Worries were growing about talcum powder long before the lawsuits started. Although some people still remember keeping babies dry with this powder, pediatricians started expressing concern about infants inhaling the white dust in the 1970s. Since then, up to 90% of talcum powder users have been adults.
However, recent lawsuits claim that talcum powder is no safer for adults than it was for children. Several are suing Johnson & Johnson (J&J), alleging a connection between intimate use of the substance and ovarian cancer. Part of the health problem is the possible presence of asbestos in many batches of the powder.
Asbestos has been connected with cancers on the lung and other vital organs. Some reports show that J&J was aware of the risk for decades before attempting to rectify the problem. It also appears that the distributor pivoted their advertising to more vulnerable populations without regarding the potential risks to unprotected users.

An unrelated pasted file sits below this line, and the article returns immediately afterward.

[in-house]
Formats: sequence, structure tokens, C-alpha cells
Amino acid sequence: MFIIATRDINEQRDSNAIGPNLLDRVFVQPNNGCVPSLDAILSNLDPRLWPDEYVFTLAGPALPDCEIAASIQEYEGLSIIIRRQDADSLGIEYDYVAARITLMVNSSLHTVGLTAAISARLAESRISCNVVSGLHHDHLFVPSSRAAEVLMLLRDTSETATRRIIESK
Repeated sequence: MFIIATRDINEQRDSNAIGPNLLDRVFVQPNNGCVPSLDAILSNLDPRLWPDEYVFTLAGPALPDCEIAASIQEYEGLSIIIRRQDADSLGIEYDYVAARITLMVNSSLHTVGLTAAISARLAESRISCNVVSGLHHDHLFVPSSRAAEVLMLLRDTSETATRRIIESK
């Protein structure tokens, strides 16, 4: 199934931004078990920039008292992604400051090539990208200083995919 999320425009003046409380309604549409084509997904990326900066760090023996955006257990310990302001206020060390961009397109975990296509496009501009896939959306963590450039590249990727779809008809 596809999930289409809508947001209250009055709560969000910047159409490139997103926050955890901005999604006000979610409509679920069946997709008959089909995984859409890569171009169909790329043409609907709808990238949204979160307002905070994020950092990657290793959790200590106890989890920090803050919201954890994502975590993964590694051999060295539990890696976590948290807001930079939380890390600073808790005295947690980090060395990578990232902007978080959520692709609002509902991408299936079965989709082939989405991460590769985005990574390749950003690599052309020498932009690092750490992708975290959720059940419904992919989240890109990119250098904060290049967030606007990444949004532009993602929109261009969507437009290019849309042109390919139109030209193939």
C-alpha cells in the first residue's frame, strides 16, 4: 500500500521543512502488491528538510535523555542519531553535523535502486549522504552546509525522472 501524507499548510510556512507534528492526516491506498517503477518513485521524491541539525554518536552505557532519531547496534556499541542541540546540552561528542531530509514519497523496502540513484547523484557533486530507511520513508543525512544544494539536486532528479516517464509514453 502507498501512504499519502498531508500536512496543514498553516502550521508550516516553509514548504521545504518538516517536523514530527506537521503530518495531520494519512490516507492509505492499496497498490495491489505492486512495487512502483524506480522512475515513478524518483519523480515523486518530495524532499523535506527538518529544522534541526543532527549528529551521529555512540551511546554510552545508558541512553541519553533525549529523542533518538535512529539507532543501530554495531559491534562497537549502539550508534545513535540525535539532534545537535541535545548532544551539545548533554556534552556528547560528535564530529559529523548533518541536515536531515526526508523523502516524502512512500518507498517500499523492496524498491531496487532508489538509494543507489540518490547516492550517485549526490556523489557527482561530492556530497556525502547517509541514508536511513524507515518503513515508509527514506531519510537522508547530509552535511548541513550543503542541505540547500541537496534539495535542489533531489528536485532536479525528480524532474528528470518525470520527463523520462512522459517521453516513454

"What has me disturbed about this is that you didn't give any caveat to the customers, once you knew there was a possibility there was some danger," said the executive director of an organization representing the interests of minorities.
People who have suffered health problems connected to talcum powder have the right to seek financial damages that may help with medical expenses and compensation for effects on health and mental security. An experienced attorney can help review the medical information that may be used as evidence in a lawsuit against those responsible for selling a dangerous product. No one should have to fight alone against large, well-funded companies.